Gov. Ishaku takes stock for more services
Hon Irimiya Ibrahim Hammanjulde is the Taraba State Commissioner of Works and Transport. He is also the chairman of the Stock Taking Committee, recently constituted by Gov. Darius Ishaku. In this interview with Worldview in Jalingo, He revealed the mandate of the committee. He also spoke on the administration’s achievement in the ministry.
Recently you were sworn in as chairman of the stock taking committee under the transition committee, what’s the mandate of the committee?
You know Darius Ishaku is coming in for the second tenure and there is need for him to plan on what to do and that was why he setup a stock taking committee and the essence of the committee is to determine both human and material resources of the state so that when he is sworn in, he will use that template to determine what he will do for Taraba state. Moreover, stock taking is to enlist the assets and liabilities of the state and by so doing, the Governor will know what he has and what he has not. So in summary, the purpose of this committee is to give the governor insight of what Taraba state has in stock.
This administration has initiated a lot of road projects, some have been completed, and some are ongoing while others are at the planning stage. Could you give us a brief on the number of roads and their cost implication?
The present administration under Darius Ishaku has embarked on so many projects in the first tenure which are intended to benefit the people of Taraba state. Particularly, under the Ministry of Works and Transport, there are road projects found across the three senatorial zones of the state. Some have been completed, some are ongoing and some are yet to commence. Some of these roads are: Lancheke -Pantisawa road in Yorro LGA which is ongoing. We have Wukari-Tsokundi road which is also in progress and the work has reached advanced stage. We have Garba Chede-Gashaka-Gembu rehabilitation and construction which has reached advanced stage. We have Magami road which has been completed. We have Jalingo-Kona road which has been completed. We have Chanchanji road in Takum which has been completed. We have other roads that contracts have been awarded, work has not yet commenced in Jauro Yinu-Pantinapu-dualization. The contract has been awarded. Very soon, work will commence. The Governor has awarded contract for Baissa road which work is yet to commence and very soon it will commence if funds are made available. These roads were awarded during the governor’s first tenure which may go into his second tenure before they are completed.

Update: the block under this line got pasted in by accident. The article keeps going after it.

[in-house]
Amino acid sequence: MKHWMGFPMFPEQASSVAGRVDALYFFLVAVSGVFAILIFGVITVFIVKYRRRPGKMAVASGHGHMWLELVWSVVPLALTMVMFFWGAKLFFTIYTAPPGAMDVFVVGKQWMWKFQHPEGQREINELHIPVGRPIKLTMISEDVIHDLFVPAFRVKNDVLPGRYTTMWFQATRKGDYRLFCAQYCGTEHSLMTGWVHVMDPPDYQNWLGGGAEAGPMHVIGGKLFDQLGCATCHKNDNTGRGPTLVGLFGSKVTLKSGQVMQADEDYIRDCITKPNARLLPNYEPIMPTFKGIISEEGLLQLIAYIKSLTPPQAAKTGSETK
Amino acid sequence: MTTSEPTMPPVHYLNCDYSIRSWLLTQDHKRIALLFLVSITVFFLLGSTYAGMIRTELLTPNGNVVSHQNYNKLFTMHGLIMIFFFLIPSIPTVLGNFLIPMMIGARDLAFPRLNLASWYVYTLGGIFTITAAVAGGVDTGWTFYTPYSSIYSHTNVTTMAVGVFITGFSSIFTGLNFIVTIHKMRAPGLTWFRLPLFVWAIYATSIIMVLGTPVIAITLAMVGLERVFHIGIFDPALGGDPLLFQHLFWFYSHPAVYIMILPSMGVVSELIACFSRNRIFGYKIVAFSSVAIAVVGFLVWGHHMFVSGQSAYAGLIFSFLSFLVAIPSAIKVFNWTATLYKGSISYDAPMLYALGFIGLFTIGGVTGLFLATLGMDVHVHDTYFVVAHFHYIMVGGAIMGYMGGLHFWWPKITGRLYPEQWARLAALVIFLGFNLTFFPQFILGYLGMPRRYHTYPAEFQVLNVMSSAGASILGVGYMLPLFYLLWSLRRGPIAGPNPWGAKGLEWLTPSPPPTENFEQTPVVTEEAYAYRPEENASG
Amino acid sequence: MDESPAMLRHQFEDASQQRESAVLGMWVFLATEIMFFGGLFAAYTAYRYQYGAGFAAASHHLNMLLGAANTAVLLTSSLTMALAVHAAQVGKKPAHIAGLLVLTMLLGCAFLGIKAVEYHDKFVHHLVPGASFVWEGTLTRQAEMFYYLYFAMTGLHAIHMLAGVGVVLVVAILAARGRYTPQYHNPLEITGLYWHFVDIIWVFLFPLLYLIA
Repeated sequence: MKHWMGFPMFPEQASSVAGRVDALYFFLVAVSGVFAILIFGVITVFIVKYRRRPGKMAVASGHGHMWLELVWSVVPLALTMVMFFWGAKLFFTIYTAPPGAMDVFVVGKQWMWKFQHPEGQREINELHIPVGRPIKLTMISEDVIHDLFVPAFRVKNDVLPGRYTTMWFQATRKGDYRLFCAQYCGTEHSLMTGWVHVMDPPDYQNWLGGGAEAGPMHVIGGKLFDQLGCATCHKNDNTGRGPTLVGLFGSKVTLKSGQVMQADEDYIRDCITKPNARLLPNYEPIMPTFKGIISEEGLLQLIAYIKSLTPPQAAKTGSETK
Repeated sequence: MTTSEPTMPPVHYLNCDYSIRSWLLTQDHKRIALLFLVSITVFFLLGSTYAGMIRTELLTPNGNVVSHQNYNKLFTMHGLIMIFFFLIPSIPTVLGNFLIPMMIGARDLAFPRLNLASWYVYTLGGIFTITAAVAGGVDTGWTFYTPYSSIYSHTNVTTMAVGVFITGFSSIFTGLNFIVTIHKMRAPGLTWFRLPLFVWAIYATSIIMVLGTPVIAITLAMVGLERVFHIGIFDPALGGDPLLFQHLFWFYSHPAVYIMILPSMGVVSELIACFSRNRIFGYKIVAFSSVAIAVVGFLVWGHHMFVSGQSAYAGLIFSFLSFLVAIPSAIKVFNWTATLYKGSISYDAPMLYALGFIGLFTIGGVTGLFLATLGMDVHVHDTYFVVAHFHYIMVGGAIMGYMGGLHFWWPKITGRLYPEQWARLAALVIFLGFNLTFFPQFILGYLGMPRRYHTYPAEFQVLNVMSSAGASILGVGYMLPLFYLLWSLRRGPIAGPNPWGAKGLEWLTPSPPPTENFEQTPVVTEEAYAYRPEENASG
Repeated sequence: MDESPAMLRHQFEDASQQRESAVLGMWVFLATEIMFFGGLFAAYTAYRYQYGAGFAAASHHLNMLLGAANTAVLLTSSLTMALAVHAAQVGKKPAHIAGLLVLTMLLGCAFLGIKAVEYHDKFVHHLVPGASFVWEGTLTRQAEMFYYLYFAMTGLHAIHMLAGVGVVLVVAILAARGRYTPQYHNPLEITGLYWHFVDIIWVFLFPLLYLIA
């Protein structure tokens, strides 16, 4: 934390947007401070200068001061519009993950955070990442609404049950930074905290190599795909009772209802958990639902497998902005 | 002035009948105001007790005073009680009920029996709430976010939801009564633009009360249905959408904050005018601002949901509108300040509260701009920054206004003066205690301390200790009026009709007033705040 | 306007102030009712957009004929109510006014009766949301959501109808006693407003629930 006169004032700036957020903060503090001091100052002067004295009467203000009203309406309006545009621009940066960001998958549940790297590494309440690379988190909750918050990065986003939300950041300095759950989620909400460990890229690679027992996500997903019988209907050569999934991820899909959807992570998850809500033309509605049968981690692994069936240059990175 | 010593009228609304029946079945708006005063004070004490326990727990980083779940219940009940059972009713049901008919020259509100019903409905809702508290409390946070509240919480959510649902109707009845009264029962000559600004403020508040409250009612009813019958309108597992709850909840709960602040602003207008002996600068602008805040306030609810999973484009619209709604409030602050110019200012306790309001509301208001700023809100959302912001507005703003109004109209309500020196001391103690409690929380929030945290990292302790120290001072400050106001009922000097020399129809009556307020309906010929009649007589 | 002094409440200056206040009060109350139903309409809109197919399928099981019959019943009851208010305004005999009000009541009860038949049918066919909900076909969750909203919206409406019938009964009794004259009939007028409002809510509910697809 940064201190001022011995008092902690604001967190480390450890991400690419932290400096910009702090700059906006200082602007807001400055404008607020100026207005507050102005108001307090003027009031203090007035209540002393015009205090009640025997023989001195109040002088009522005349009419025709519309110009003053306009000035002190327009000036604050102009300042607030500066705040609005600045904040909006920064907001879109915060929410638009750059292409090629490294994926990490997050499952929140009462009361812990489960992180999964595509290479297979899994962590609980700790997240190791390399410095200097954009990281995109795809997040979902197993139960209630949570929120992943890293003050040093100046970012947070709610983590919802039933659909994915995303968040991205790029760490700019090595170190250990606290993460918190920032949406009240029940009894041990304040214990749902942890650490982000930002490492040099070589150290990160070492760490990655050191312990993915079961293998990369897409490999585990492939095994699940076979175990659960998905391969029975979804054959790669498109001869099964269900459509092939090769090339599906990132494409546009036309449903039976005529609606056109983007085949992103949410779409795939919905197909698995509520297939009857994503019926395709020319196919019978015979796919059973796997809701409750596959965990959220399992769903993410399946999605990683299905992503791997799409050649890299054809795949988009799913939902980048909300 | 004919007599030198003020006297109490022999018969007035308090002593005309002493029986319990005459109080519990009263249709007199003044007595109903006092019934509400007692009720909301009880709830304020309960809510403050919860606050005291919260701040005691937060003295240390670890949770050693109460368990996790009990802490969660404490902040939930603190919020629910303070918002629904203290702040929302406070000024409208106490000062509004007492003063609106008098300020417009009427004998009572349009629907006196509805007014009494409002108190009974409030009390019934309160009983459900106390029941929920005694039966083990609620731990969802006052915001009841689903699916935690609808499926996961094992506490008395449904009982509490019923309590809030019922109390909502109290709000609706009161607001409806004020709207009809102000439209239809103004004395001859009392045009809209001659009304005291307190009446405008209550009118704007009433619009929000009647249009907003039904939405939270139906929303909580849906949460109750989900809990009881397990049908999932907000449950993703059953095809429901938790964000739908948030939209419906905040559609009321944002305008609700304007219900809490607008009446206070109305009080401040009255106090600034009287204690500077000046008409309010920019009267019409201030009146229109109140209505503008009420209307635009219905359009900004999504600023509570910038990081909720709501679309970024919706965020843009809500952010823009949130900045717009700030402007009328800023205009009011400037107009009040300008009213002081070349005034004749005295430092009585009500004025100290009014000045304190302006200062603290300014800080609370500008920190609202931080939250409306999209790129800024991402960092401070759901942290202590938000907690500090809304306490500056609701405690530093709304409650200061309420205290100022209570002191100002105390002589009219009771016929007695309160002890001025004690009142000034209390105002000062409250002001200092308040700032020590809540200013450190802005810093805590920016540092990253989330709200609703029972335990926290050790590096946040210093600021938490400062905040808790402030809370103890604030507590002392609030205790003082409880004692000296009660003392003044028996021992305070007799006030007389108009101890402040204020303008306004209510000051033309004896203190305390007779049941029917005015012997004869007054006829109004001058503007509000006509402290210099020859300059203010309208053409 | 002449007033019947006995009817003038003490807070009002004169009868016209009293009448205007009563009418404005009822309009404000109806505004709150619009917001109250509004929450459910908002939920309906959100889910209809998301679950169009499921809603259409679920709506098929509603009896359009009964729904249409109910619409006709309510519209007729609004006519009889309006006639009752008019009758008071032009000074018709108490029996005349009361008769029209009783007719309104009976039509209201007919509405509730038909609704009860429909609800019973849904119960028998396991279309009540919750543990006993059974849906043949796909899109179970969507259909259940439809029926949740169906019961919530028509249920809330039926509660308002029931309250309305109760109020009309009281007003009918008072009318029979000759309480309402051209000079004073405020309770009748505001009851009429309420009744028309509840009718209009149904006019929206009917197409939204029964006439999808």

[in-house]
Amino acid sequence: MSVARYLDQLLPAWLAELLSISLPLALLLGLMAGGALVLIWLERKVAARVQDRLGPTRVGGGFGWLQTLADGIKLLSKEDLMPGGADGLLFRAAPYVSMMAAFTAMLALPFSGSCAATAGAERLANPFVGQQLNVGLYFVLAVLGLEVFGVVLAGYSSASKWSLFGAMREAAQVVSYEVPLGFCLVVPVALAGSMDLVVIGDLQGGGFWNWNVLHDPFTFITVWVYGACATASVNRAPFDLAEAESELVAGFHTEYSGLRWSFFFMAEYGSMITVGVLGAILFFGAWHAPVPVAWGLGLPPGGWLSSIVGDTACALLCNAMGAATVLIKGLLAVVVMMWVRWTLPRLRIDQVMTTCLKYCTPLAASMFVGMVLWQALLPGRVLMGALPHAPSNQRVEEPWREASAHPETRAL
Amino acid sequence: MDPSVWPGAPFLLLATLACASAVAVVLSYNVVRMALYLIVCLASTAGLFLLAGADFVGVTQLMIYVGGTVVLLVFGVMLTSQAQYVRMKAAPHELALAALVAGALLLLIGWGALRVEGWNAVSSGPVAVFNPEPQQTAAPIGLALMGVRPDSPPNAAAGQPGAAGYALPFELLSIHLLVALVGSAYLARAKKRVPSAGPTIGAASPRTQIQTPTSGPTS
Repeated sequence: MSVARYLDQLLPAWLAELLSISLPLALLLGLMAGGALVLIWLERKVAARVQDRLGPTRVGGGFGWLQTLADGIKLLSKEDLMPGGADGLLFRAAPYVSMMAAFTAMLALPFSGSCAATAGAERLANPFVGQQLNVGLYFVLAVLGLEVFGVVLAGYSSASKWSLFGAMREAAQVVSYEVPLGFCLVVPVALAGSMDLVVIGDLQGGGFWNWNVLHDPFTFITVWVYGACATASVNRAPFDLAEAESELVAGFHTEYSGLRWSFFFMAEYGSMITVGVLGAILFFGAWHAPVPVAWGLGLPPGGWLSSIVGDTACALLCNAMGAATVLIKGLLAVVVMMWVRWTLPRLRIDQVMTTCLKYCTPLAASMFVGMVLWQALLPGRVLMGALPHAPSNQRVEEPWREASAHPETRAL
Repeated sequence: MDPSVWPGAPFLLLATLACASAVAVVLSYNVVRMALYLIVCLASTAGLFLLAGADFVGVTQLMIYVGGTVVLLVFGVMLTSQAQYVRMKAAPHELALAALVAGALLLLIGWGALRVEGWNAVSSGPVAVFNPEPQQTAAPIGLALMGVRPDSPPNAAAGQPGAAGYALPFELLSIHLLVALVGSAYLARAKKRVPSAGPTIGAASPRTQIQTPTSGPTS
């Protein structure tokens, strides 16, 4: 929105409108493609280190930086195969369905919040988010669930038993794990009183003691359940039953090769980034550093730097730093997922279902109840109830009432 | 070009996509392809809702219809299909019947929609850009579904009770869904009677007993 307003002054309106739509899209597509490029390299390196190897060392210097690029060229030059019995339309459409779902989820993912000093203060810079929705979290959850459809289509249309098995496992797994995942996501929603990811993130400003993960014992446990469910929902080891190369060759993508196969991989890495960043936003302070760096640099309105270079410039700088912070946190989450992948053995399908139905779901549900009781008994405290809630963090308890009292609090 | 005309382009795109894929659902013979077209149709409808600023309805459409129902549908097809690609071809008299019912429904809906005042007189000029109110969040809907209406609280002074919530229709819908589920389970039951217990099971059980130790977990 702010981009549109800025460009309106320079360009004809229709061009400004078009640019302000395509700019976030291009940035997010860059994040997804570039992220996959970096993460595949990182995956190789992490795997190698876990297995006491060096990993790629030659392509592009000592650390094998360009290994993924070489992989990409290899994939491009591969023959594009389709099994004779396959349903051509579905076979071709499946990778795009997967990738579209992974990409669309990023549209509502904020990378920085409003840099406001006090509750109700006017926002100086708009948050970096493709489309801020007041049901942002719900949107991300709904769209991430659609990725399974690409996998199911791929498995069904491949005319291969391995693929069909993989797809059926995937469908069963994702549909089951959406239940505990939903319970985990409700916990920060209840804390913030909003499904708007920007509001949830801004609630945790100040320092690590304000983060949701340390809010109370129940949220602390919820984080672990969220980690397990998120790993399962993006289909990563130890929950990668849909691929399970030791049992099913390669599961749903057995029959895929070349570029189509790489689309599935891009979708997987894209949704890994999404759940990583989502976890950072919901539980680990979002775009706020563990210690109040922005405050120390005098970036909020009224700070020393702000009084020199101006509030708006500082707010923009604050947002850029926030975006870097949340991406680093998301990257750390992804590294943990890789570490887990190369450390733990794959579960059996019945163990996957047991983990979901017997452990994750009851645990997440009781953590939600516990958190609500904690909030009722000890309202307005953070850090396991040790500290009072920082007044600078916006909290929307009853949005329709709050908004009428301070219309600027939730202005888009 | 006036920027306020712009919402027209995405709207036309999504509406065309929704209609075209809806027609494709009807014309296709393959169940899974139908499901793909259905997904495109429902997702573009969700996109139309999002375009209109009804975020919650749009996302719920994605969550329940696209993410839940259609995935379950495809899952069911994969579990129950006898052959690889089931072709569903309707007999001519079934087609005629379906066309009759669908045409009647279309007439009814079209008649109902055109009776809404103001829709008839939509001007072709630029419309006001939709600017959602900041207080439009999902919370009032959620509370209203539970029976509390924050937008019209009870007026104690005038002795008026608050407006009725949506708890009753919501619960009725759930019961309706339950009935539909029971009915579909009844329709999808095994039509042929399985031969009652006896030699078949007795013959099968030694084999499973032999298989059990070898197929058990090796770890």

That takes us to the Mararaba –Baissa road which cost about N19 Billion considering the limited funds the state gets from federal allocation and also the low internally generated revenue base of the state, do you think it is feasible to complete the road?
First of all, the contract sum is not up to N19 Billion and the governor is somebody who is a man of his words and I am sure that road is feasible. Although, the state is a civil service state but yet the meager allocation he gets from the Federal Allocation might be complemented by the internally generated revenue. Apart from that, it’s also lawful for any state governor to take loan, either internally or externally for the purpose of providing social amenities to the people of the state. So if resources are being put together, the construction of that road will become a reality.
The federal government owes the state some money which was drawn from construction of federal roads in the state. How much is the money and has the state been able to recover the sum?
So far, what the state government has spent on federal roads amount to over N30 Billion and out of that, the state government forwarded a request to the federal government through the federal ministry of works, power and housing for the refunds of the money. That was in June 2018 and in October 2018, the state government received notice from the Federal Ministry of Works and Power approving N21 Billion, that was the amount certified by the Minister that the remaining balance of N13 Billion, the state should work out and provide the document available so that the Federal Ministry of Works and Power will scrutinize the document with the aim of certifying those document and when they are satisfied, they will also make recommendation in that aspect. So we are optimistic that all the monies expended by the state government on federal roads will be refunded.
There is this apprehension by the Tarabans that the government might not be able to execute projects without borrowing. How true is that?
It’s not true; the state is capable of running itself through the dynamic leadership of Arc. Darius Ishaku using the meager resources he is getting from the Federal Allocation and the IGR; and even the refunds from the Paris Club as well as taking of soft loans, both internally and externally. These put together will enable the governor to do some developmental projects WV